Wrong.

There is a catch. A 5% yield that will not go down for 30 years sounds great in today’s interest rate environment—but it is also guaranteed not to go up for the next 30 years. If interest rates rise and yields go up, your 5% bond will inevitably be left behind. If you try to hold onto your bond, your returns will look pretty pitiful compared to newer bonds that pay more interest and inflation will eat away at your purchasing power. If you try to sell your bond to hop on board higher yield issues, you’ll have to sell at a deep loss—no one will want to pay full price for your 5% bond if they can go out and buy 8% bonds instead. Either way, the damage would be considerable.

In investment terminology, this feature of bonds is known as interest-rate risk. The longer the bond maturity, the higher the risk (which is why longer term bonds pay higher interest.) Not only is it more likely that interest rates will rise at some point during the holding period, the damage will go on for longer before you get your money back at maturity.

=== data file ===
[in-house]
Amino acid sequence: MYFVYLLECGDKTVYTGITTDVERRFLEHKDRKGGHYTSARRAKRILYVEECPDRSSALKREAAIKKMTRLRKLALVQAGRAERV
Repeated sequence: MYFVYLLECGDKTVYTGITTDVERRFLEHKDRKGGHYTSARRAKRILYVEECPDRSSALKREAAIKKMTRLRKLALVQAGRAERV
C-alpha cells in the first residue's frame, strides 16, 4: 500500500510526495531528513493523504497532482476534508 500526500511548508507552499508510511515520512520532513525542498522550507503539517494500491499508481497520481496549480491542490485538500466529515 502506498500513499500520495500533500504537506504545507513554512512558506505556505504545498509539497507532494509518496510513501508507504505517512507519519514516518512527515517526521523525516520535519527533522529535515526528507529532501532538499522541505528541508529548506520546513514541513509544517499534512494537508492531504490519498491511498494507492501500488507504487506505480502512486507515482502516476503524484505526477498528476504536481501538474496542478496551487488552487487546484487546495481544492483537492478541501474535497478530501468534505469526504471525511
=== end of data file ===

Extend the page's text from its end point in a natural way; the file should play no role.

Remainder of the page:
We have many reasons to be nervous about holding on to long term bonds, even ones that have performed exceptionally well. For the past eight years, the Federal Reserve’s near-zero interest rate policy has been distorting the bond market, which is why overall bond performance looks so good in retrospect. But we believe that if it is impossible for something to continue, it won’t. Sooner or later the Fed will have to return to a sane interest rate policy, and when it does, long-term bonds are going to suffer badly.